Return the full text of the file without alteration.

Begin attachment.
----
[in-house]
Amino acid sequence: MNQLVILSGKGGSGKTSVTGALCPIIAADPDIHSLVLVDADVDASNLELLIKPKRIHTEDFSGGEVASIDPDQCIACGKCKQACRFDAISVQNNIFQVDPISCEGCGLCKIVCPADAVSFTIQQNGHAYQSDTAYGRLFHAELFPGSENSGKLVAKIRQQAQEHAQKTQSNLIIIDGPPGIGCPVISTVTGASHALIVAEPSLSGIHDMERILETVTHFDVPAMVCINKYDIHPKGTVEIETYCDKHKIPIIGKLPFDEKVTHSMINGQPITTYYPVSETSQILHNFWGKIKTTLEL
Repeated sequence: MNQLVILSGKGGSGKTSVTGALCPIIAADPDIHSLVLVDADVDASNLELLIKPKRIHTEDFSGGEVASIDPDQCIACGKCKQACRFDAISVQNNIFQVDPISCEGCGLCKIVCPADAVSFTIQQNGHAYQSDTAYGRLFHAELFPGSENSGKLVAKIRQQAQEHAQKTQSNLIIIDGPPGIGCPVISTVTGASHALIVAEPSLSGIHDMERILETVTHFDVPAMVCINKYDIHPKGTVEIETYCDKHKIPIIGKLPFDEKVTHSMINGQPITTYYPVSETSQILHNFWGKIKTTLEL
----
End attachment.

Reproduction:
[in-house]
Amino acid sequence: MNQLVILSGKGGSGKTSVTGALCPIIAADPDIHSLVLVDADVDASNLELLIKPKRIHTEDFSGGEVASIDPDQCIACGKCKQACRFDAISVQNNIFQVDPISCEGCGLCKIVCPADAVSFTIQQNGHAYQSDTAYGRLFHAELFPGSENSGKLVAKIRQQAQEHAQKTQSNLIIIDGPPGIGCPVISTVTGASHALIVAEPSLSGIHDMERILETVTHFDVPAMVCINKYDIHPKGTVEIETYCDKHKIPIIGKLPFDEKVTHSMINGQPITTYYPVSETSQILHNFWGKIKTTLEL
Repeated sequence: MNQLVILSGKGGSGKTSVTGALCPIIAADPDIHSLVLVDADVDASNLELLIKPKRIHTEDFSGGEVASIDPDQCIACGKCKQACRFDAISVQNNIFQVDPISCEGCGLCKIVCPADAVSFTIQQNGHAYQSDTAYGRLFHAELFPGSENSGKLVAKIRQQAQEHAQKTQSNLIIIDGPPGIGCPVISTVTGASHALIVAEPSLSGIHDMERILETVTHFDVPAMVCINKYDIHPKGTVEIETYCDKHKIPIIGKLPFDEKVTHSMINGQPITTYYPVSETSQILHNFWGKIKTTLEL